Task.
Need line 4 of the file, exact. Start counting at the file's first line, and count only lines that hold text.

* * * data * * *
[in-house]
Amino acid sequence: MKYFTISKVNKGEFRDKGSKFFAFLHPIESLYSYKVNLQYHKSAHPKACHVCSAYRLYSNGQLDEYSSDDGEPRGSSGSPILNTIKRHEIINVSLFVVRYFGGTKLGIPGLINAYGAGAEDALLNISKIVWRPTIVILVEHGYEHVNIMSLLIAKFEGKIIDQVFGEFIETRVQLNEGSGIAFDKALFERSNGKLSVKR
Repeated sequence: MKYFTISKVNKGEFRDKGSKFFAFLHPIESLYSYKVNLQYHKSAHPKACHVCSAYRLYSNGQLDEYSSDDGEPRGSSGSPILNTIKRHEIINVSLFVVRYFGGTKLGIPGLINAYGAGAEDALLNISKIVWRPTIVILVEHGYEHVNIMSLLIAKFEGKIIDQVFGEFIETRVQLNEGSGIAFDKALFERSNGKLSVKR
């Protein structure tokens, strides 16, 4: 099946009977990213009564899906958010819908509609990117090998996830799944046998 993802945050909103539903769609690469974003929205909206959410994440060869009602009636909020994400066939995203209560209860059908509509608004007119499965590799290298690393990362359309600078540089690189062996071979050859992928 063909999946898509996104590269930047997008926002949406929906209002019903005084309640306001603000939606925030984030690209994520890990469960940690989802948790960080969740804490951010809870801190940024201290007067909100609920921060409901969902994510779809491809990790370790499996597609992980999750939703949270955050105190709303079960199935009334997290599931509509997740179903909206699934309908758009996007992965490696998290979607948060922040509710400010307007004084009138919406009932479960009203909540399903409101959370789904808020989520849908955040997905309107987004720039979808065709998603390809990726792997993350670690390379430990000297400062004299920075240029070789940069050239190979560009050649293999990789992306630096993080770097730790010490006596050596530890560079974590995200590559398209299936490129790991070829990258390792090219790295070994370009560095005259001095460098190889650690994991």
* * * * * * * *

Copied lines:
């Protein structure tokens, strides 16, 4: 099946009977990213009564899906958010819908509609990117090998996830799944046998 993802945050909103539903769609690469974003929205909206959410994440060869009602009636909020994400066939995203209560209860059908509509608004007119499965590799290298690393990362359309600078540089690189062996071979050859992928 063909999946898509996104590269930047997008926002949406929906209002019903005084309640306001603000939606925030984030690209994520890990469960940690989802948790960080969740804490951010809870801190940024201290007067909100609920921060409901969902994510779809491809990790370790499996597609992980999750939703949270955050105190709303079960199935009334997290599931509509997740179903909206699934309908758009996007992965490696998290979607948060922040509710400010307007004084009138919406009932479960009203909540399903409101959370789904808020989520849908955040997905309107987004720039979808065709998603390809990726792997993350670690390379430990000297400062004299920075240029070789940069050239190979560009050649293999990789992306630096993080770097730790010490006596050596530890560079974590995200590559398209299936490129790991070829990258390792090219790295070994370009560095005259001095460098190889650690994991």